More homeless people will be wandering around downtown Red Deer, sleeping in doorways and defecating in alleyways, after the Sept. 30 closure of the temporary homeless shelter, predicts Safe Harbour’s executive director.
On Thursday, a devastated Kath Hoffman reacted to city council’s recent decision to not allow a third public hearing on prolonging temporary shelter operations in the downtown by saying, “I never thought this is where we would be…”
“We went for years holding our breath to make sure (we get to) where we don’t have to turn anybody away,” she explained — and now the shelter is about to lose most of its sleeping spaces, as well as daytime warming space, bathroom and showers.
A majority of councillors reacted to business owners’ concerns about crime and vagrancy, saying they wanted to see some positive change by preventing temporary shelter operations in the downtown.
Hoffman believes changes will be noticeable once the shelter in the former Cannery Row Bingo site closes at the end of September — but not the kind that council is seeking.
“People will be sleeping anywhere warm that will let them in, and there will be more camping,” said Hoffman — but no more access to washrooms, laundry or storage areas.
She commended Mayor Tara Veer for trying to warn other councillors about the unintended consequences of closing the temporary shelter before other measures are put in place.
Hoffman believes the city’s enhanced garbage pick up program — which is linked to the former Cannery Row shelter operations — could also cease, leaving more messes that downtown businesses have been complaining about.
Safe Harbour will only have 20 detox spaces and 26 mat sleeping spaces on its own site after the nearby Cannery Row temporary shelter closes on Sept. 30.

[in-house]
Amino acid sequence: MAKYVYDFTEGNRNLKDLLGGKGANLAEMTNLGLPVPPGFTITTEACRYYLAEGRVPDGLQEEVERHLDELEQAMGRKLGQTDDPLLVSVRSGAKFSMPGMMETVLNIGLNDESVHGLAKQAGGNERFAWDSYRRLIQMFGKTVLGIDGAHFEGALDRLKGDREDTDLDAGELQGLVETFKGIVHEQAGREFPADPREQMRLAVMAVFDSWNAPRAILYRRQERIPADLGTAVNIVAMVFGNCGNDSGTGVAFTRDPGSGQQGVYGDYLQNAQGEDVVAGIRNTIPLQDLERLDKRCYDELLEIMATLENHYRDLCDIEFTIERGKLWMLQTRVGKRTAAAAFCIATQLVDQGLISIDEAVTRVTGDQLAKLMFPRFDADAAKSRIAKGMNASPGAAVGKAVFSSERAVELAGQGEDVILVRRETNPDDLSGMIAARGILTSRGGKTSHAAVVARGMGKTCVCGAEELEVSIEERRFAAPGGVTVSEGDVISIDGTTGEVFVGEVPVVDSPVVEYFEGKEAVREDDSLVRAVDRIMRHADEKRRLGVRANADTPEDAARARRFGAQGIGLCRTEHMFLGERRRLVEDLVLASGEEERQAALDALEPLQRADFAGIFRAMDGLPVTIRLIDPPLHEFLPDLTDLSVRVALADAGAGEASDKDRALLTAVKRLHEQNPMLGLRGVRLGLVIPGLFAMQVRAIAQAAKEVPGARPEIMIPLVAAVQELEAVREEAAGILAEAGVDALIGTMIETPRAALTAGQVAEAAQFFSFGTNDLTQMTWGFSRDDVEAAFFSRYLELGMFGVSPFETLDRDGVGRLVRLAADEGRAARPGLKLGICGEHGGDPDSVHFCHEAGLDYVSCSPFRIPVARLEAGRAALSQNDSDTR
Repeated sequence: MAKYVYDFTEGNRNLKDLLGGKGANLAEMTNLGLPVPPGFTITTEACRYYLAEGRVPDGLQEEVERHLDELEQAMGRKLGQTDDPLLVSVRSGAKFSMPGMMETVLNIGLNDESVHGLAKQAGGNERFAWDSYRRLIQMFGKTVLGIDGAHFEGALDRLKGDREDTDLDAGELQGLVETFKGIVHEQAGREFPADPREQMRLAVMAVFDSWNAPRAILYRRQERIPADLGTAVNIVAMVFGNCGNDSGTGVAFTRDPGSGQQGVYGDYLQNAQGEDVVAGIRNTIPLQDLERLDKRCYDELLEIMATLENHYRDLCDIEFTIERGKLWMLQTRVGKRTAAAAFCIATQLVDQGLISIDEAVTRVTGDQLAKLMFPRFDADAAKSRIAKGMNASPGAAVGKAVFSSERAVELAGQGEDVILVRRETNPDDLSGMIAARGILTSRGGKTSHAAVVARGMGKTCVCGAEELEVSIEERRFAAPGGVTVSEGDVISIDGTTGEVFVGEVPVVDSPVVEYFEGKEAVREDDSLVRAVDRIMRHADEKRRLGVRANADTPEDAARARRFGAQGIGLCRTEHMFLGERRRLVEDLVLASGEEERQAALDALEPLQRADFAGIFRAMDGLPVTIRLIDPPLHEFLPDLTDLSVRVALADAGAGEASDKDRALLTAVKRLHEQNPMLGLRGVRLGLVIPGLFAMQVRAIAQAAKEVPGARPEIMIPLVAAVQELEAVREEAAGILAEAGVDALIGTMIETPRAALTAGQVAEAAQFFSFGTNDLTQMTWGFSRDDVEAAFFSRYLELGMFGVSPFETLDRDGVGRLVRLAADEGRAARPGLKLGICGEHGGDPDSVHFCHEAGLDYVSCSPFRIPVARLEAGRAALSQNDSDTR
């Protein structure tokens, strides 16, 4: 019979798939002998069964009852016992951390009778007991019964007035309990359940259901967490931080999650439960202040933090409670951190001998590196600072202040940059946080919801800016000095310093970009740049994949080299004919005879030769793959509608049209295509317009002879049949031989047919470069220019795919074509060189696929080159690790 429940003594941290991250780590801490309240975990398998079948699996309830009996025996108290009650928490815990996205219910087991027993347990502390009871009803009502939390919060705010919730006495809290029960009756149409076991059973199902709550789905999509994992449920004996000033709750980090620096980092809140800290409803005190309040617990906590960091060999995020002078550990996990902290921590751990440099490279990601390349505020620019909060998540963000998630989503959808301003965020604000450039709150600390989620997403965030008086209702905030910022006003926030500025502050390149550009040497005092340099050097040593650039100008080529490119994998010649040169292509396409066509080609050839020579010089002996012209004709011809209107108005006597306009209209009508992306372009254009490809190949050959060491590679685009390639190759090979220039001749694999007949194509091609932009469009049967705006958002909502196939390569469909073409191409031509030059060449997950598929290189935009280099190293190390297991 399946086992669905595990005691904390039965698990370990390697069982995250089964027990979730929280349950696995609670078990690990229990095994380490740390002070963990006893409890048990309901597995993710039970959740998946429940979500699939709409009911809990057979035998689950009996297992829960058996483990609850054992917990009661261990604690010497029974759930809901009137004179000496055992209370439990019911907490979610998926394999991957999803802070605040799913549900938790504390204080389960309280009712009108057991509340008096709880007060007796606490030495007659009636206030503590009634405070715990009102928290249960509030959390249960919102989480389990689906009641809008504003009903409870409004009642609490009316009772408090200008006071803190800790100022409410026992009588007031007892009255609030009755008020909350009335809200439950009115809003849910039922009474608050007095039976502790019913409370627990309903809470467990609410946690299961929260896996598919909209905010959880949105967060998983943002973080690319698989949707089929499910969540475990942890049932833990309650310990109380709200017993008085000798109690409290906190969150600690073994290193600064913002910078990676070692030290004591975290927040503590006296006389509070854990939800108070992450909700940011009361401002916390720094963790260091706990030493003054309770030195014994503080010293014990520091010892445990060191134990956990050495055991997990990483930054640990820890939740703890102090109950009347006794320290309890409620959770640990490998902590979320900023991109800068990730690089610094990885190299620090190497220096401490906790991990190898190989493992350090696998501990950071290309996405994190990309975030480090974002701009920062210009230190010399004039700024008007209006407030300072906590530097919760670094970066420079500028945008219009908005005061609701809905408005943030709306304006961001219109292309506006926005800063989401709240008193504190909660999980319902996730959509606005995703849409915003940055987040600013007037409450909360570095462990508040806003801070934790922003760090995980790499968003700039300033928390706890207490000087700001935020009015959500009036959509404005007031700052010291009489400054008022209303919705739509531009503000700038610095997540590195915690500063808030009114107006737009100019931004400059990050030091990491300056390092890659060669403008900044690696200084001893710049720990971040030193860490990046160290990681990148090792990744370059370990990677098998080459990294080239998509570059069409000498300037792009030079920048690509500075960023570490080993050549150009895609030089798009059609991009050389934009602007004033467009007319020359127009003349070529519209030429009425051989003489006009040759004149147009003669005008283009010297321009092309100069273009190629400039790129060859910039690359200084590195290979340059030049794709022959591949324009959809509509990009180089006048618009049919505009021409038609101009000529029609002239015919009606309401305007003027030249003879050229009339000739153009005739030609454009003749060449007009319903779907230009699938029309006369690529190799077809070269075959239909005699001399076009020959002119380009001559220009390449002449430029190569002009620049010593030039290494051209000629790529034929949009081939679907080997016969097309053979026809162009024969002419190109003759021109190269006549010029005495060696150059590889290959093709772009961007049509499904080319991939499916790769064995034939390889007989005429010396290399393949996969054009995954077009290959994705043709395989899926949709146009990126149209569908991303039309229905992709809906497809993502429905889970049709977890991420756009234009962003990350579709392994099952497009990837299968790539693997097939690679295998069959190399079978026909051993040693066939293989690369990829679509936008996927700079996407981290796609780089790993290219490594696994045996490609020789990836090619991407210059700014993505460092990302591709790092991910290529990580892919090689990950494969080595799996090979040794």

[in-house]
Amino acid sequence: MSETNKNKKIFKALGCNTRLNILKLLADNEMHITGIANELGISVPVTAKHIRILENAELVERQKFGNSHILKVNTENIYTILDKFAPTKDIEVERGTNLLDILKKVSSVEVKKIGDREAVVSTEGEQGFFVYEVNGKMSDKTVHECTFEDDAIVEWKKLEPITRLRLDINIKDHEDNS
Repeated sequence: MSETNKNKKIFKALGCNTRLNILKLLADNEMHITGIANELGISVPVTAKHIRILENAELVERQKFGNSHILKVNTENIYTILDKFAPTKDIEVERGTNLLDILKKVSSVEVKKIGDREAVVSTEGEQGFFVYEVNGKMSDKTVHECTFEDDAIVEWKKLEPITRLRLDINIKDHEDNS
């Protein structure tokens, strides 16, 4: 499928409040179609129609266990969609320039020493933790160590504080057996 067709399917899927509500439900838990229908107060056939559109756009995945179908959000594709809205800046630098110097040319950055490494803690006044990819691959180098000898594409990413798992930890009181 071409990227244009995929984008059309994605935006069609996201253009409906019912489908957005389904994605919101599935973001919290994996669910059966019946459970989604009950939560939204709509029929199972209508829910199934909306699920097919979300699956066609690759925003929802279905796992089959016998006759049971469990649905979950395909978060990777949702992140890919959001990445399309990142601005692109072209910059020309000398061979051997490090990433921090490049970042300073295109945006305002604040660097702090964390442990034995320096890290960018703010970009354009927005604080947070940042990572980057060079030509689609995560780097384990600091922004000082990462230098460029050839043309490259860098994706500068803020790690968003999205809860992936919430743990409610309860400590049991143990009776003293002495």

The Cannery Row space now has room for 80 people overnight, which will leave a shortage of mat beds.
Hoffman called council’s decision a major setback for Safe Harbour, as well as the city. The situation could be dire with Safe Harbour unable to accommodate all of the homeless clients who need a roof over their heads when temperatures fall below freezing.
Hoffman, who’s had to lay off about 30 shelter workers, is preparing her remaining staff for a return to the reality of having to turn people away on cold nights because there’s no more spaces available.
Although several solutions were suggested by city councillors, she doesn’t think any alternatives can be put in place for at least six months.
Coun. Frank Wong suggested bringing more ATCO trailers onto Safe Harbour’s property — which is less than a block away from Cannery Row — to expand sleeping capacity.
Hoffman said this would require another public hearing since the shelter is only zoned for 46 sleeping spaces.
City administration is now looking for a property outside the downtown that can be purchased to hold trailers for a temporary shelter in the shorter term, and eventually house the permanent homeless shelter when it’s built in two to three years.
A report on this is coming back to council on Aug. 24.
Council already heard no local landlords, aside from owners of the former Cannery Row site, want to rent to Safe Harbour.
Hoffman is saddened and perplexed by the whole situation, wondering if it’s become a “political game” during an election year. “When did we become the bad guys?” she added, noting many health experts praised the shelter’s work and spoke up for keeping it downtown in previous public hearings.
Red Deer will have a homelessness problem, regardless of whether the temporary shelter is allowed to operate, she added. “We just wanted to help people.”